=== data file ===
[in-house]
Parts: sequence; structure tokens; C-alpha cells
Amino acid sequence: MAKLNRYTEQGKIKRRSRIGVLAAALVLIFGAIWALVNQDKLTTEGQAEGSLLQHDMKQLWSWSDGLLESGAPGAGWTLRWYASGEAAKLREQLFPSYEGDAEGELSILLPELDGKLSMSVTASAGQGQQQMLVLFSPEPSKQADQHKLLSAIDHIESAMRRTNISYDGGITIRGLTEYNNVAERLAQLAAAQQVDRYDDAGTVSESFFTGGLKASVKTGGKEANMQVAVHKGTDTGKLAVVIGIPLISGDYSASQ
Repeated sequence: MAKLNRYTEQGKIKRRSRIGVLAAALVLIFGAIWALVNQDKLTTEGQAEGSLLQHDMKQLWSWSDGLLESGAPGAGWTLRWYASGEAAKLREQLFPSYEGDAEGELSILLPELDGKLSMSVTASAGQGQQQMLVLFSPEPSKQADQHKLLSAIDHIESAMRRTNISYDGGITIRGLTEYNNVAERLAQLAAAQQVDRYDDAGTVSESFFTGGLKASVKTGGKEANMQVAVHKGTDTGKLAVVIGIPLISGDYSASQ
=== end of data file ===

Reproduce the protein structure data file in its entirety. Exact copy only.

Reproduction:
[in-house]
Parts: sequence; structure tokens; C-alpha cells
Amino acid sequence: MAKLNRYTEQGKIKRRSRIGVLAAALVLIFGAIWALVNQDKLTTEGQAEGSLLQHDMKQLWSWSDGLLESGAPGAGWTLRWYASGEAAKLREQLFPSYEGDAEGELSILLPELDGKLSMSVTASAGQGQQQMLVLFSPEPSKQADQHKLLSAIDHIESAMRRTNISYDGGITIRGLTEYNNVAERLAQLAAAQQVDRYDDAGTVSESFFTGGLKASVKTGGKEANMQVAVHKGTDTGKLAVVIGIPLISGDYSASQ
Repeated sequence: MAKLNRYTEQGKIKRRSRIGVLAAALVLIFGAIWALVNQDKLTTEGQAEGSLLQHDMKQLWSWSDGLLESGAPGAGWTLRWYASGEAAKLREQLFPSYEGDAEGELSILLPELDGKLSMSVTASAGQGQQQMLVLFSPEPSKQADQHKLLSAIDHIESAMRRTNISYDGGITIRGLTEYNNVAERLAQLAAAQQVDRYDDAGTVSESFFTGGLKASVKTGGKEANMQVAVHKGTDTGKLAVVIGIPLISGDYSASQ